Campaigners who fought a brief battle to save Smith Cove from development enjoyed the spoils of their victory in a day of celebration at the historic, natural beauty spot Saturday.
Relaxing on the beach, picnicking in the shade, watching the sunset or diving and jumping acrobatically off the rocks, young and old came together to mark the occasion.
Some donned T-shirts with the slogan, “Saved the Cove, Jump the Rock,” while beachgoers signed colorful messages of thanks on newly donated picnic tables.
The event was originally scheduled as a protest against plans for a condo complex on the northern part of the property. But a groundswell of public opinion against the project prompted government to step in and negotiate to buy the land from the developer, who agreed to withdraw the plans.
Morne Botes, who started the Save the Cove group and helped gather more than 3,000 signatures protesting the plans in the week after they were made public, was among those taking a celebratory jump off the rocks, which were within the boundaries of the private developer’s land.
“It is just perfect. This was going to be a protest but now it is a celebration,” he said.
Mr. Botes said he visits the cove every Friday with his children and was concerned that access and the sunset views for all beachgoers would have been impacted by the development.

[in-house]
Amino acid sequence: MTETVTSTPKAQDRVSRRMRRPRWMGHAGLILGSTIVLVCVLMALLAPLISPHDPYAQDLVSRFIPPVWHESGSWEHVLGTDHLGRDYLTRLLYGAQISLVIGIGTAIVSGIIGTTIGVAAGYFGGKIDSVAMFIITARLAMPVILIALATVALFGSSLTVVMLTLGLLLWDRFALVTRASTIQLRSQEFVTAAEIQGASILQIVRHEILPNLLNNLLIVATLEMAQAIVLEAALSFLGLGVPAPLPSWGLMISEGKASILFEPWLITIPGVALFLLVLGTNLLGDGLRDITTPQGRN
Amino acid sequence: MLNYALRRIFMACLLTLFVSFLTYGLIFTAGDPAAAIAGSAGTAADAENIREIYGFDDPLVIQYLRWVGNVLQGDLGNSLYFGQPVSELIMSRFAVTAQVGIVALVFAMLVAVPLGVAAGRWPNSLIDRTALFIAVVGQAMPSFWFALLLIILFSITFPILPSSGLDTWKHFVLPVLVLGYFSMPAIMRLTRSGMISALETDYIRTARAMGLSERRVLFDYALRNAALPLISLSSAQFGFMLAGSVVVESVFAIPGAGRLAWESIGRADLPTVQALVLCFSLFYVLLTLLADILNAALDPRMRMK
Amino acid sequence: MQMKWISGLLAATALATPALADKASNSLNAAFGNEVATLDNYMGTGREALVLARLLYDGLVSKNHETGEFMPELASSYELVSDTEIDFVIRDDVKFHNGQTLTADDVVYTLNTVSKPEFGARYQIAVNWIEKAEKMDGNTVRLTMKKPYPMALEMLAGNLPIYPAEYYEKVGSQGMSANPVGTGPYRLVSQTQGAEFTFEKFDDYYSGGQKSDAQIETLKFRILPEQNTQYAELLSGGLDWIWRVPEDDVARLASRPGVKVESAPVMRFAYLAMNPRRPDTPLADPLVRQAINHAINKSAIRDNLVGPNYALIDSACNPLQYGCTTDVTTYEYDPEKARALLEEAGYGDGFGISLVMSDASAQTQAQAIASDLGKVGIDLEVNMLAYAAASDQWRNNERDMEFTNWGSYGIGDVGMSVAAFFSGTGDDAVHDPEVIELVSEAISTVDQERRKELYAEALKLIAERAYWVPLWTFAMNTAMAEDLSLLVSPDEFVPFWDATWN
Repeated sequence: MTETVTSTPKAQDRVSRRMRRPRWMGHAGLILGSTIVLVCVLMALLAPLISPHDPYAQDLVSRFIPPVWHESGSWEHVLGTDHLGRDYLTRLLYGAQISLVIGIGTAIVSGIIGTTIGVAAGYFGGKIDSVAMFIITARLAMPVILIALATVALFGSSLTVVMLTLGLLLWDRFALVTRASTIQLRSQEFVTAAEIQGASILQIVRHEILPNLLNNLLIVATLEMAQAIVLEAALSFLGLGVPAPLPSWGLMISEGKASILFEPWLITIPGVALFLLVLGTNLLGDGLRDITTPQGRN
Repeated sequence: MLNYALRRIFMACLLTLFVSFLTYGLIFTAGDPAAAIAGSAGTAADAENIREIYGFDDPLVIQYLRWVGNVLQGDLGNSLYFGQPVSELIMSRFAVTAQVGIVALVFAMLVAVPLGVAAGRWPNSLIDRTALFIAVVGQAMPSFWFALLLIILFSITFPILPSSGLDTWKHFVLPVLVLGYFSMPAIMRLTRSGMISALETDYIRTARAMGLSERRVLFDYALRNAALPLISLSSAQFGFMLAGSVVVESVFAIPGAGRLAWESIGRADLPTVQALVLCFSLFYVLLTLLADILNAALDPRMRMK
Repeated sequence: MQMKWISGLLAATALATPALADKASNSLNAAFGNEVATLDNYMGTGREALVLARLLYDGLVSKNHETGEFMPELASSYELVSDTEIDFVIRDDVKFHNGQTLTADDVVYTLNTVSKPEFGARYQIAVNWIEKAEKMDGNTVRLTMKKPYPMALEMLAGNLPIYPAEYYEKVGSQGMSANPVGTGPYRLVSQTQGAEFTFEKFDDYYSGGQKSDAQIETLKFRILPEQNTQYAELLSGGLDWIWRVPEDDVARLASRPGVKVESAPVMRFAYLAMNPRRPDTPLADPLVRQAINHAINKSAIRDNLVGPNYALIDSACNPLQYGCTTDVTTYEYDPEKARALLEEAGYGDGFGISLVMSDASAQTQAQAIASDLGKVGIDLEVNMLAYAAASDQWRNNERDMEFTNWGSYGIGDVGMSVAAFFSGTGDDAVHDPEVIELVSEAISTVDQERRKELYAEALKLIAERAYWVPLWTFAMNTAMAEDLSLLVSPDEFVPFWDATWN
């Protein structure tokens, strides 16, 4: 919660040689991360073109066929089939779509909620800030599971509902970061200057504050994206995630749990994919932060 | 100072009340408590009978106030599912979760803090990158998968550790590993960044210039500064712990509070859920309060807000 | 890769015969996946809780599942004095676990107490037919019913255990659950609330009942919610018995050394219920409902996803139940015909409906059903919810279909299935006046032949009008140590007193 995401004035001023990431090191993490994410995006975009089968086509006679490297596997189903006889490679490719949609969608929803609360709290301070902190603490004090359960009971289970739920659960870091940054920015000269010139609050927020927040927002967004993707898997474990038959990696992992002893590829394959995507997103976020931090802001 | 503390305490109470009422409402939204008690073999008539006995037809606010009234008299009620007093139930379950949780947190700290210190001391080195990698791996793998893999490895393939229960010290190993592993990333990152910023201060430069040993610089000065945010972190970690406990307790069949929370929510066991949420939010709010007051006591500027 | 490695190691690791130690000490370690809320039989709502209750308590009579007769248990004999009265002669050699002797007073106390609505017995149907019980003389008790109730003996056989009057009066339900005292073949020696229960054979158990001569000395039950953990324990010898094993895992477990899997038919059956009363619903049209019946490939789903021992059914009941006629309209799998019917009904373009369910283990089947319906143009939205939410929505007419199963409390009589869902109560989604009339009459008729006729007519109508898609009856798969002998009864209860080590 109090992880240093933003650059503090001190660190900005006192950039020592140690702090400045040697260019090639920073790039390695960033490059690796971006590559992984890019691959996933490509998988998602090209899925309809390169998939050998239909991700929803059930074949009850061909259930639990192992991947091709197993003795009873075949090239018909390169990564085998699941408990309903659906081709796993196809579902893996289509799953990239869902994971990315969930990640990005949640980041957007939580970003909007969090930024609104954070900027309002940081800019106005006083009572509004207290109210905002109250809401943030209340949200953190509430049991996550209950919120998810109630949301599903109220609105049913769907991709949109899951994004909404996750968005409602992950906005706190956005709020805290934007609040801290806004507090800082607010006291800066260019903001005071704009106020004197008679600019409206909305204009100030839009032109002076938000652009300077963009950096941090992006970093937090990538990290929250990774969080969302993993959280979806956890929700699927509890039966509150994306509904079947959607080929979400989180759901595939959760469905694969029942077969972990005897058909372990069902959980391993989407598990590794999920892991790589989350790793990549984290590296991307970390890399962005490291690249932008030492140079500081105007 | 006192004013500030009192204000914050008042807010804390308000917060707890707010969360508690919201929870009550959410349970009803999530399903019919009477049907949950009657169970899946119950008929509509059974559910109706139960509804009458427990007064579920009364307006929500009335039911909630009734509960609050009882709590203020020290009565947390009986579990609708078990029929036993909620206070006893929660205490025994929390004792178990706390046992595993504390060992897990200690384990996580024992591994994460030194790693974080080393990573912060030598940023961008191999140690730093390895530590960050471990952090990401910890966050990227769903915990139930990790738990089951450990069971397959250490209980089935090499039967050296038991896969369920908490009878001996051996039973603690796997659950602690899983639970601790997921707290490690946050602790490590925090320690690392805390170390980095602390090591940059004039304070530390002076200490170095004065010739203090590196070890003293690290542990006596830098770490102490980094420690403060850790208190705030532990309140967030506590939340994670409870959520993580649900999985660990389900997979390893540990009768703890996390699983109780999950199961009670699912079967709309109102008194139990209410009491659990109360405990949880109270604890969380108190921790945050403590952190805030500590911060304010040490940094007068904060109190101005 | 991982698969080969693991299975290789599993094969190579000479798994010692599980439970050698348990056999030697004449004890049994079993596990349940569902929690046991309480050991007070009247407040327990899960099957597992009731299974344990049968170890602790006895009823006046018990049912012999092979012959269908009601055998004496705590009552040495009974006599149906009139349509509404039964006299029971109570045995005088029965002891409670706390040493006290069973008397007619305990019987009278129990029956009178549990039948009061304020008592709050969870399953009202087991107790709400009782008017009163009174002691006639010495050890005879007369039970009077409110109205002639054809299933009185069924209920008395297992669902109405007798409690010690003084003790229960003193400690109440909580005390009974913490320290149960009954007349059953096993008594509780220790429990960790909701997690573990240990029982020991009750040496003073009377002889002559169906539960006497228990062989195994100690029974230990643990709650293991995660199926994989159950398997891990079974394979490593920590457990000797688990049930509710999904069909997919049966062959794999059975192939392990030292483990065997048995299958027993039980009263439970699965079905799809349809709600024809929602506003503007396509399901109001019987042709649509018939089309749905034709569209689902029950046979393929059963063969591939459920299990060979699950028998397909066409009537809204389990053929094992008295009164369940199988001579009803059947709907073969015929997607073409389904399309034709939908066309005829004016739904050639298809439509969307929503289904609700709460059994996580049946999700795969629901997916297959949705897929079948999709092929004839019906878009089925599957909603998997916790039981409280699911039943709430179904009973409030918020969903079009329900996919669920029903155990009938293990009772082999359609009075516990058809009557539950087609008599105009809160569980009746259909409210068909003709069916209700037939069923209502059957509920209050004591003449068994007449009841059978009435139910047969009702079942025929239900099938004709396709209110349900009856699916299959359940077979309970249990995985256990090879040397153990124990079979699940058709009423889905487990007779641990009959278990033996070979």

Taura Ebanks, another vocal advocate in the swift campaign, said she was overwhelmed by the number of people who had turned out to express what the beach meant to them.
“When I imagined what today would be like, I imagined it just like this, with everyone just doing what they always do and enjoying the beach, but being grateful and aware of what we have.
“We have got this beautiful cove and it is safe for everyone to enjoy as they have been doing for generations.”
Gabriella Hernandez, a supporter of environmental causes who also joined the celebration, said it was heartening to see public pressure make such an instant impact.
“This is one of the most frequented, picturesque and valued areas of Cayman, and I believe that the public opinion was something that contributed to the swift movement on this matter,” she said. “I am really happy that the community came together and that government listened.
“I hope now we can continue in this process and put proper protections in place so that it can’t fall back into private hands and that it really is preserved for the people for generations to come.”